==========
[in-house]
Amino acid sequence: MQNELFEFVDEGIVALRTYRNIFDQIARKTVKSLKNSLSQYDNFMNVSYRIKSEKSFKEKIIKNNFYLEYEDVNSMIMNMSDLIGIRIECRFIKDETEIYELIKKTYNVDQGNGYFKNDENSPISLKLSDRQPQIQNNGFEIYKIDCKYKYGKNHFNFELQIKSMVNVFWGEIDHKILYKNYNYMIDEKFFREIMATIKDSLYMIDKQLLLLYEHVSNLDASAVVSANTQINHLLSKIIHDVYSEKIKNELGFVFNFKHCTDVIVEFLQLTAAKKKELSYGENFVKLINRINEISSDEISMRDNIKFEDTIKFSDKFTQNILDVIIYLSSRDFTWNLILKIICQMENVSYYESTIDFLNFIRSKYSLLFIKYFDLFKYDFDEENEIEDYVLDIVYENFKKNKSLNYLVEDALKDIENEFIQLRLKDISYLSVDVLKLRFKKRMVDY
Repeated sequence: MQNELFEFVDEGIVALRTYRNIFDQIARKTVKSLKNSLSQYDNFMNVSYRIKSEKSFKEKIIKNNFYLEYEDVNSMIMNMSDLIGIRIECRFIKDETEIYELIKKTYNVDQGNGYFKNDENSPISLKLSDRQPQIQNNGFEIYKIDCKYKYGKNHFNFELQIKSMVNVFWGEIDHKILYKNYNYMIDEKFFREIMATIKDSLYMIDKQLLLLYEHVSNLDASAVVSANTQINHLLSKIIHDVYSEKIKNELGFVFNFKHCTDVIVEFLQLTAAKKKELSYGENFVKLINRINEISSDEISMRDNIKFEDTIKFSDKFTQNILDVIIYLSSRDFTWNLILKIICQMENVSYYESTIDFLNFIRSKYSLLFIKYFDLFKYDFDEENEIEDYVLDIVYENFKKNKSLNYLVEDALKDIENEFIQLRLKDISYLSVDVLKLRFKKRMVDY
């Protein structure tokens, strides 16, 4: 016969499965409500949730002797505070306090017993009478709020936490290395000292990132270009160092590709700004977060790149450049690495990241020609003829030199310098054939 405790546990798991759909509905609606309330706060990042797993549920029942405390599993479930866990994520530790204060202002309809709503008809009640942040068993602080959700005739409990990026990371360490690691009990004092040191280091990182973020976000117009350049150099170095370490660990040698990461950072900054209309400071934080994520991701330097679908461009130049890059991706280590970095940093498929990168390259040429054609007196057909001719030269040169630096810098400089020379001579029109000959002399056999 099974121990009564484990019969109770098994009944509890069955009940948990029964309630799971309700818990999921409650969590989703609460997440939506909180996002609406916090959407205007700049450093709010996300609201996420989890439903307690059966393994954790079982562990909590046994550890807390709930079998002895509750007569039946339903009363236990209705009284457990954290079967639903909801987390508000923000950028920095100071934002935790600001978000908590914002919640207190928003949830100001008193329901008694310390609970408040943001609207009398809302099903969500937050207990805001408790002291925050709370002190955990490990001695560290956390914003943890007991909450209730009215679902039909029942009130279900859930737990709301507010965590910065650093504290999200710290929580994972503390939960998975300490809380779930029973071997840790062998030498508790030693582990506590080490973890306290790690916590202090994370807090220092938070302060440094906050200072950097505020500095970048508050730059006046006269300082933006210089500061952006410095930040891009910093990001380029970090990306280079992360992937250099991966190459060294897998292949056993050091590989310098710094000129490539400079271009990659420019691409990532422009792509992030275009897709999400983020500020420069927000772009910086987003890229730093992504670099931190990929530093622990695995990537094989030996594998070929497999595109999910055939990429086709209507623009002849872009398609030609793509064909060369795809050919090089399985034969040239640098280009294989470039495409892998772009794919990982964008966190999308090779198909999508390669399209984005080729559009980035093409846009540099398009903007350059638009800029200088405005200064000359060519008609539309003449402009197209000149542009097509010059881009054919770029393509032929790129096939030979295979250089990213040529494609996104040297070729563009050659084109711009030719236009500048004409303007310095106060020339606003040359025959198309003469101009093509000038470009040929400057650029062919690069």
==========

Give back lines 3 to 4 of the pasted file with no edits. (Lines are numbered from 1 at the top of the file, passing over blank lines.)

Repeated sequence: MQNELFEFVDEGIVALRTYRNIFDQIARKTVKSLKNSLSQYDNFMNVSYRIKSEKSFKEKIIKNNFYLEYEDVNSMIMNMSDLIGIRIECRFIKDETEIYELIKKTYNVDQGNGYFKNDENSPISLKLSDRQPQIQNNGFEIYKIDCKYKYGKNHFNFELQIKSMVNVFWGEIDHKILYKNYNYMIDEKFFREIMATIKDSLYMIDKQLLLLYEHVSNLDASAVVSANTQINHLLSKIIHDVYSEKIKNELGFVFNFKHCTDVIVEFLQLTAAKKKELSYGENFVKLINRINEISSDEISMRDNIKFEDTIKFSDKFTQNILDVIIYLSSRDFTWNLILKIICQMENVSYYESTIDFLNFIRSKYSLLFIKYFDLFKYDFDEENEIEDYVLDIVYENFKKNKSLNYLVEDALKDIENEFIQLRLKDISYLSVDVLKLRFKKRMVDY
């Protein structure tokens, strides 16, 4: 016969499965409500949730002797505070306090017993009478709020936490290395000292990132270009160092590709700004977060790149450049690495990241020609003829030199310098054939 405790546990798991759909509905609606309330706060990042797993549920029942405390599993479930866990994520530790204060202002309809709503008809009640942040068993602080959700005739409990990026990371360490690691009990004092040191280091990182973020976000117009350049150099170095370490660990040698990461950072900054209309400071934080994520991701330097679908461009130049890059991706280590970095940093498929990168390259040429054609007196057909001719030269040169630096810098400089020379001579029109000959002399056999 099974121990009564484990019969109770098994009944509890069955009940948990029964309630799971309700818990999921409650969590989703609460997440939506909180996002609406916090959407205007700049450093709010996300609201996420989890439903307690059966393994954790079982562990909590046994550890807390709930079998002895509750007569039946339903009363236990209705009284457990954290079967639903909801987390508000923000950028920095100071934002935790600001978000908590914002919640207190928003949830100001008193329901008694310390609970408040943001609207009398809302099903969500937050207990805001408790002291925050709370002190955990490990001695560290956390914003943890007991909450209730009215679902039909029942009130279900859930737990709301507010965590910065650093504290999200710290929580994972503390939960998975300490809380779930029973071997840790062998030498508790030693582990506590080490973890306290790690916590202090994370807090220092938070302060440094906050200072950097505020500095970048508050730059006046006269300082933006210089500061952006410095930040891009910093990001380029970090990306280079992360992937250099991966190459060294897998292949056993050091590989310098710094000129490539400079271009990659420019691409990532422009792509992030275009897709999400983020500020420069927000772009910086987003890229730093992504670099931190990929530093622990695995990537094989030996594998070929497999595109999910055939990429086709209507623009002849872009398609030609793509064909060369795809050919090089399985034969040239640098280009294989470039495409892998772009794919990982964008966190999308090779198909999508390669399209984005080729559009980035093409846009540099398009903007350059638009800029200088405005200064000359060519008609539309003449402009197209000149542009097509010059881009054919770029393509032929790129096939030979295979250089990213040529494609996104040297070729563009050659084109711009030719236009500048004409303007310095106060020339606003040359025959198309003469101009093509000038470009040929400057650029062919690069």